Posted by News Express | 19 September 2019 | 1,357 times
President Muhammadu Buhari and former Vice President Atiku Abubakar as well as other agencies involved in the 2019 presidential election case spent billions of naira pursuing and defending the case at the Presidential Election Petitions Tribunal (PEPT), checks by Daily Trust revealed.
The tribunal had on Wednesday last week dismissed the petition filed by the opposition Peoples Democratic Party (PDP) and its candidate, Atiku, challenging the election of President Buhari of the All Progressives Congress (APC) in the February 23 presidential election. The judgement came after 177 days of legal battle in which Atiku, PDP, Buhari, APC and Independent National Electoral Commission (INEC) deployed dozens of lawyers.
A lawyer who participated in the tribunal’s proceedings said he was aware the legal fees for all the parties could be up to N5bn.
Findings by the Daily Trust revealed that PDP had 20 SANs and 11 other lawyers on its team. APC had about 20 SANs and 50 other lawyers while INEC alongside some interested parties assembled 60 lawyers.
Cost of filing a case at the tribunal was at a minimum of N5,000 and in some instances, it might cost up to N25,000 each, our findings showed.
Similarly, it was learnt that INEC also spent a substantial size of its budget on getting competent and adequate lawyers to defend and prosecute their cases at national and state levels.
INEC’s 2019 Election Project Plan showed that the electoral empire budgeted over N1.2bn for legal fees and other related matters, part of which would be expended on handling election cases by SANs and other lawyers apart from their in-house personnel who cannot handle one tenth of the cases involving the commission.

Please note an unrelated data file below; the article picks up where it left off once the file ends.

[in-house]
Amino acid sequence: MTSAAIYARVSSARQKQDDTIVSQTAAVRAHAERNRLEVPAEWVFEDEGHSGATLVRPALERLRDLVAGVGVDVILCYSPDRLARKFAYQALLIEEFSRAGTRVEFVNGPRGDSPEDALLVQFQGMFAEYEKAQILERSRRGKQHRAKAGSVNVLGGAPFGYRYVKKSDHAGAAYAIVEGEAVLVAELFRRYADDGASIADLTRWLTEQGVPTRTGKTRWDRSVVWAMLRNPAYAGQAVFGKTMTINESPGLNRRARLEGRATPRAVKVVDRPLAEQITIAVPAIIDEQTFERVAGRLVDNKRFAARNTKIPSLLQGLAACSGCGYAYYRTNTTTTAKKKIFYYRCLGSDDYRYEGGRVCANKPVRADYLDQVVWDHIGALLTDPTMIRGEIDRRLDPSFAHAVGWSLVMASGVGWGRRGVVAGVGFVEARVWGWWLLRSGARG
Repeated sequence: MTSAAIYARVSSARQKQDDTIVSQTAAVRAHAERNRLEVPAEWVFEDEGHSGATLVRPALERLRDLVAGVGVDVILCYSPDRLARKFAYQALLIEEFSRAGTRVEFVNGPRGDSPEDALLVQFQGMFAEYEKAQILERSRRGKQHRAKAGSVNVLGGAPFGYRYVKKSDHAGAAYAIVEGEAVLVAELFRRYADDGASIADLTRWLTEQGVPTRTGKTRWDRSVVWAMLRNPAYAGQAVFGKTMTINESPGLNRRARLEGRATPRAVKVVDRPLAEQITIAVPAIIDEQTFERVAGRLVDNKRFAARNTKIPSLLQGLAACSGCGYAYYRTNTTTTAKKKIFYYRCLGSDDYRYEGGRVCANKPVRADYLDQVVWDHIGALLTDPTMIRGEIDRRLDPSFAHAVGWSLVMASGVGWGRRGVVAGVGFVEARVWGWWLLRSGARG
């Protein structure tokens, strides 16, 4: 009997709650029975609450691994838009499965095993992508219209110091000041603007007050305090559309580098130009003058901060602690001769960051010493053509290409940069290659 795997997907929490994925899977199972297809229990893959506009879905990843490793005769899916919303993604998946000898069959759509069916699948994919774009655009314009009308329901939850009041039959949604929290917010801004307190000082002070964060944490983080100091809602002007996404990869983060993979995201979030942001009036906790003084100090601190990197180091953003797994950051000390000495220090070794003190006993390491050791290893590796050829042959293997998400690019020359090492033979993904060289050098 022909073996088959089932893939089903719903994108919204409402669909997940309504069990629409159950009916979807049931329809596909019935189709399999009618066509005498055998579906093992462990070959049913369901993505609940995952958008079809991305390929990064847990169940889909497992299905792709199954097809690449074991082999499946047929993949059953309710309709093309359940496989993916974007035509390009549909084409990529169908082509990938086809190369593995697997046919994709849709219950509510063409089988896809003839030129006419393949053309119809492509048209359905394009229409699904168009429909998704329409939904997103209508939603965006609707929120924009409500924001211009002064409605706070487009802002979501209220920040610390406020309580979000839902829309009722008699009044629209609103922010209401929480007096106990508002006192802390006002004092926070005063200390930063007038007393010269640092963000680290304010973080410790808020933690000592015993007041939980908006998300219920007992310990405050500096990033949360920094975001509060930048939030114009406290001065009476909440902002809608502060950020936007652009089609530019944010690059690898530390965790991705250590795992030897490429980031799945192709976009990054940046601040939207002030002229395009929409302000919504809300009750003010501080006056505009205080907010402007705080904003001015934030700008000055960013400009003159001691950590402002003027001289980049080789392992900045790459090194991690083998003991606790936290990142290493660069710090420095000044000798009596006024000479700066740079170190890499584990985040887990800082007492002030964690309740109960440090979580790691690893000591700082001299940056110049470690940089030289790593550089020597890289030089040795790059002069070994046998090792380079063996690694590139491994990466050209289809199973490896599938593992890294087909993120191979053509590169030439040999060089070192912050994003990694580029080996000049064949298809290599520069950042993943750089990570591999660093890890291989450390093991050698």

The sum covered duty tour allowance and transport costs for the monitors at the hearing of election petitions and appeals, as well as the compilation and printing of reports of petitions and appeals.
The Chief Press Secretary to the INEC Chairman, Mr Rotimi Oyekanmi, said six lawyers were used in prosecuting the petition.
“It is common knowledge that INEC has several cases in court arising from the various elections it conducted. We have over 800 cases in courts at the moment,” Oyekanmi said.
But another source said some interested parties had hired over 50 lawyers who teamed up with those commissioned by INEC in order to strengthened their arguments.
Daily Trust reports that more than 15 applications and motions were filed at the Presidential Election Petition Tribunal, while 62 witnesses were invited. In most instances, petitioners that invited the witnesses shouldered their cost of transport, accommodation and feeding.
More than 50, 000 documents were also tendered as exhibits of materials used for the election and paid for. These included ballot papers, Form EC8 series, INEC manuals, newspapers etc. They were gathered and tendered from across 36 states.
However, some lawyers who represented Atiku and PDP denied receiving huge fees, saying they offered their services almost free of charge.
When contacted, Special Adviser to Atiku on Media Paul Ibe told our correspondent that a lot of money was spent at the tribunal. He however, could not be specific about the figures, saying he has no such information. “Well, I wouldn’t know that. I know much would have been spent but I don’t know exactly how much was spent. But I know it wouldn’t come cheap. The battle for democracy doesn’t come cheap; we know that. But I don’t have figures,” he said. At the time of filing this report, PDP National Publicity Secretary, Kola Ologbondiyan, did not answer his calls or respond to a text message sent to him by our correspondent to establish how much the party spent on the case.
Also reacting, the ruling APC said it can defend the source of the money spent at the tribunal “no matter the amount.” APC’s National Publicity Secretary, Malam Lanre Issa-Onilu, told Daily Trust on telephone that the party was running its activities from its based internally generated revenue. On the specific amount APC spent at the tribunal, Issa-Onilu said, “I don’t work in the finance department. So, I don’t have an idea. Whatever we spend, on which I don’t know the figures, it is our money. It is internally generated revenue. Unlike the PDP, we didn’t go to any government agency or cover to get it. We can say that anywhere. Whatever the figure is, it’s our money.”
•Excerpted from a Daily Trust report.
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